It was the seasonal nature of this job that gave him the opportunity to train as a taxidermist.
He signed up for a course in Michigan – “the States is where it all happens” – and from the day he walked into the school he knew he’d found his vocation.
“It was a huge buzz. Walking into the massive showroom and seeing all those mounts, my mind just went into overdrive. It felt like I was pursuing a life-long dream and then, once we got into it, I was unstoppable.”
Back in Rotorua he set up shop and started working mainly on game trophies – deer, boar and dozens of the pheasants he’d raised to be shot on the family farm.
It was about this time that he met his wife-to-be, Michal.
They were introduced through mutual friends and Michal laughs when she recalls her low expectations of a date with a man described as “a balding taxidermist from Rotorua”. She was pleasantly surprised at the outcome and ultimately intrigued by his vocation.
“I was actually expecting him to be more of a macabre butcher but when I saw him at work I realized it’s not like that at all. It’s far more artistic than that. I was fascinated.”
They were married in Marlborough on the coastal property where they now live with their two young children: Wilfie, four, and Frankie, two.
Their home was designed and previously occupied by Michal’s late father, Jimma Dillon. A forward-thinking designer who believed houses should be organic and unobtrusive, he built his own abode, quite literally, into the landscape (see our story The house that isn’t there, Issue 26).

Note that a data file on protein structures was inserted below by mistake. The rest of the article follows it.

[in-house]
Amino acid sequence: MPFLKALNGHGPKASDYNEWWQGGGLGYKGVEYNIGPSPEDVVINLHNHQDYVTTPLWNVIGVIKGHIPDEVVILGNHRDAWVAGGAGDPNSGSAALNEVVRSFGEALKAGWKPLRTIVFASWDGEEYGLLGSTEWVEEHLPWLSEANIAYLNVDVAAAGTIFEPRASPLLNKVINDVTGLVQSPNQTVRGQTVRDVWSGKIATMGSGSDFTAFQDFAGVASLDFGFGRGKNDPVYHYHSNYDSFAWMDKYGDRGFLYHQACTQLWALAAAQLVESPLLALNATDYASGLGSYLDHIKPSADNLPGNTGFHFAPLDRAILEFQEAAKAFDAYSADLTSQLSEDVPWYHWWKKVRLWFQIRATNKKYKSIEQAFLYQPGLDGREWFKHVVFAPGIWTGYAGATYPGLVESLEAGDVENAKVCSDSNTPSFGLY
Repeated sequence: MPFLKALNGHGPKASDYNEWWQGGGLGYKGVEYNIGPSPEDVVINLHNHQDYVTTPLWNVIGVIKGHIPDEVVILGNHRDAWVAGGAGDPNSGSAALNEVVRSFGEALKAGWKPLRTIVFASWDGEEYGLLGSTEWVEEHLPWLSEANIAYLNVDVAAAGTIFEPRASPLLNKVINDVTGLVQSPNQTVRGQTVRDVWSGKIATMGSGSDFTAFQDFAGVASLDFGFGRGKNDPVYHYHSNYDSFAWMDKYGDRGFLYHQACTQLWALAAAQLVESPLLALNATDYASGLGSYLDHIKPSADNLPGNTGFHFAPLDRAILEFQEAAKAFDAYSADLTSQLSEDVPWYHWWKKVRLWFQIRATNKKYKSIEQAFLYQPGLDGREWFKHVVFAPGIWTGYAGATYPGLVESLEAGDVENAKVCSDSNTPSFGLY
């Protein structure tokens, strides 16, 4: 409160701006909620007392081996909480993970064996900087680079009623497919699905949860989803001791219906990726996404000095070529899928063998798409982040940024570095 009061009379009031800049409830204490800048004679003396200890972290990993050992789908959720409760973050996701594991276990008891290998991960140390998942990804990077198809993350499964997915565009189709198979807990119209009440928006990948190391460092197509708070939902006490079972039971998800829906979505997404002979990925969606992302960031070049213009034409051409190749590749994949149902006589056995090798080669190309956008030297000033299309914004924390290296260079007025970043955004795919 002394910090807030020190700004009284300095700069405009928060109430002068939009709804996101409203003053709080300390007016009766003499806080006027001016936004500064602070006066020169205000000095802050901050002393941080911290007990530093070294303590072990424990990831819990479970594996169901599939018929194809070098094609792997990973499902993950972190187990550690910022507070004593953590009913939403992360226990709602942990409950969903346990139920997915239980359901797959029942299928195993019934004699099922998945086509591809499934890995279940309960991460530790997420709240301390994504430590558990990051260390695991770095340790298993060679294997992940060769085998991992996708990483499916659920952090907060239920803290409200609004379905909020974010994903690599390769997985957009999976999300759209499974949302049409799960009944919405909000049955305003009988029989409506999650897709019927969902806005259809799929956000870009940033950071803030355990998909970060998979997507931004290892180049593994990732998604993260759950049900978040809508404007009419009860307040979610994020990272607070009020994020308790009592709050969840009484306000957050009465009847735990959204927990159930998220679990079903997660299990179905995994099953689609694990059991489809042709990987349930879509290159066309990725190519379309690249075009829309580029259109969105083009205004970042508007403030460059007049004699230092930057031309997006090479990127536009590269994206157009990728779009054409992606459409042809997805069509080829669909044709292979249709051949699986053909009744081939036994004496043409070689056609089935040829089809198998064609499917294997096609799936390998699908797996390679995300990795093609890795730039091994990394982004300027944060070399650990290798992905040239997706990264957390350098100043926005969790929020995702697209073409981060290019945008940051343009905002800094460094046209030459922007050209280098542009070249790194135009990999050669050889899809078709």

Michal and Peter have continued to develop the property in the same spirit, hiding Peter’s new workshop, barn, clay-shooting range and guest studio amongst plantings of coastal trees and tussock.
Both say they feel extremely privileged to live on such a special piece of land. The shingle beach, creeks and grass-covered dunes offer adventures aplenty for a young family. And while some may find it isolated, Michal says appearances are deceptive.
She grew up in the region and she’s seen how the wine industry has brought young people back to rural Marlborough and made it a good place in which to live.
The studio is only a short distance from the house so it’s convenient for Michal who shares it for her own artistic endeavours.
She works with ceramic tiles, creating original artworks inspired by the trophy mounts collected by hunters.
She developed the idea in response to the women who told her they wouldn’t have their husbands’ trophy heads hanging in the house.
They could appreciate the beauty of the animal but they didn’t like the fact it was dead. Michal’s work avoids the inconvenient truth by combining the idea of taxidermy with the art of mosaic in a way that celebrates the form of the animal without reference to its death.
Peter is also exploring the art world, despite some early misgivings. “I was very much a purist of correct anatomy and not taking the animal out of its natural environment or its natural look, but now I think there is scope for it.”
He draws the line at “hanging jewellery on deer heads” but he’s taken commissions for a restaurant interior and mounted two rabbits for conceptual works by artist Michael Parekowhai.
He’s open as to where his artistic interests may lead but right now it’s museums, not art galleries, that command his attention.
The Otago Museum has sent him a Fiordland crested penguin, a family of weka and a fur seal (all for the opening exhibition at the new Shanghai Natural History Museum) and DOC is waiting on a saddleback, a wren and two kakapo in addition to the Chatham Island petrel-in-progress.